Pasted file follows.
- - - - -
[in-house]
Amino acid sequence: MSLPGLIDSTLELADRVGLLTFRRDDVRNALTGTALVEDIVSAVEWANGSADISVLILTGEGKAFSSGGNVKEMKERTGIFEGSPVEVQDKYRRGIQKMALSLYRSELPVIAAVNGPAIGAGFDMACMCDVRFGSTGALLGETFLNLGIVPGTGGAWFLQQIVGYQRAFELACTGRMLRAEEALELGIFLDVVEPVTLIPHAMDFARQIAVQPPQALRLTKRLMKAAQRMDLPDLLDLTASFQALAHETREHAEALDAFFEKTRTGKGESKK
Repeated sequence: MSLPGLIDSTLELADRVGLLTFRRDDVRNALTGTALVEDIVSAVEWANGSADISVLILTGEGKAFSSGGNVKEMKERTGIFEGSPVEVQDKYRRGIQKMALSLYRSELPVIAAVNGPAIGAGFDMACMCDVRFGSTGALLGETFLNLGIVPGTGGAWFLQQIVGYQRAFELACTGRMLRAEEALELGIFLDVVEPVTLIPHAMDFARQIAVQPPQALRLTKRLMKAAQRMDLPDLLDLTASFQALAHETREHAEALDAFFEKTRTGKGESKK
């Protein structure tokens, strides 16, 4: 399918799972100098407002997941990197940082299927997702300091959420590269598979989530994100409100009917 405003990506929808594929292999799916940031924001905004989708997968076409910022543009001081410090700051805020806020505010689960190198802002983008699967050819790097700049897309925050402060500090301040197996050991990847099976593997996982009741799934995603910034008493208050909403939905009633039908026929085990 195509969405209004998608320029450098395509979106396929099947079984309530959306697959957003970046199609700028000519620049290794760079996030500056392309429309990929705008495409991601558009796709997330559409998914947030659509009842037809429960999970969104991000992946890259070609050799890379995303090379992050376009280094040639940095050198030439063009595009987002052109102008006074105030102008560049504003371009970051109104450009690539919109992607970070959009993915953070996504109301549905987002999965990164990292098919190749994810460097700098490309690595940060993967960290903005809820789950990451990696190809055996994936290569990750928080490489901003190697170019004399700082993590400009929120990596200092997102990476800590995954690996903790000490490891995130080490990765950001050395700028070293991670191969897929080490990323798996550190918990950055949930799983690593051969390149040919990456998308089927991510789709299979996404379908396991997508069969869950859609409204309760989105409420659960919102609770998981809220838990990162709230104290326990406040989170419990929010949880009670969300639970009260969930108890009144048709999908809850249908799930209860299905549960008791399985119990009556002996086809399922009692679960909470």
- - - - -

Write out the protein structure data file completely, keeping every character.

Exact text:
[in-house]
Amino acid sequence: MSLPGLIDSTLELADRVGLLTFRRDDVRNALTGTALVEDIVSAVEWANGSADISVLILTGEGKAFSSGGNVKEMKERTGIFEGSPVEVQDKYRRGIQKMALSLYRSELPVIAAVNGPAIGAGFDMACMCDVRFGSTGALLGETFLNLGIVPGTGGAWFLQQIVGYQRAFELACTGRMLRAEEALELGIFLDVVEPVTLIPHAMDFARQIAVQPPQALRLTKRLMKAAQRMDLPDLLDLTASFQALAHETREHAEALDAFFEKTRTGKGESKK
Repeated sequence: MSLPGLIDSTLELADRVGLLTFRRDDVRNALTGTALVEDIVSAVEWANGSADISVLILTGEGKAFSSGGNVKEMKERTGIFEGSPVEVQDKYRRGIQKMALSLYRSELPVIAAVNGPAIGAGFDMACMCDVRFGSTGALLGETFLNLGIVPGTGGAWFLQQIVGYQRAFELACTGRMLRAEEALELGIFLDVVEPVTLIPHAMDFARQIAVQPPQALRLTKRLMKAAQRMDLPDLLDLTASFQALAHETREHAEALDAFFEKTRTGKGESKK
């Protein structure tokens, strides 16, 4: 399918799972100098407002997941990197940082299927997702300091959420590269598979989530994100409100009917 405003990506929808594929292999799916940031924001905004989708997968076409910022543009001081410090700051805020806020505010689960190198802002983008699967050819790097700049897309925050402060500090301040197996050991990847099976593997996982009741799934995603910034008493208050909403939905009633039908026929085990 195509969405209004998608320029450098395509979106396929099947079984309530959306697959957003970046199609700028000519620049290794760079996030500056392309429309990929705008495409991601558009796709997330559409998914947030659509009842037809429960999970969104991000992946890259070609050799890379995303090379992050376009280094040639940095050198030439063009595009987002052109102008006074105030102008560049504003371009970051109104450009690539919109992607970070959009993915953070996504109301549905987002999965990164990292098919190749994810460097700098490309690595940060993967960290903005809820789950990451990696190809055996994936290569990750928080490489901003190697170019004399700082993590400009929120990596200092997102990476800590995954690996903790000490490891995130080490990765950001050395700028070293991670191969897929080490990323798996550190918990950055949930799983690593051969390149040919990456998308089927991510789709299979996404379908396991997508069969869950859609409204309760989105409420659960919102609770998981809220838990990162709230104290326990406040989170419990929010949880009670969300639970009260969930108890009144048709999908809850249908799930209860299905549960008791399985119990009556002996086809399922009692679960909470």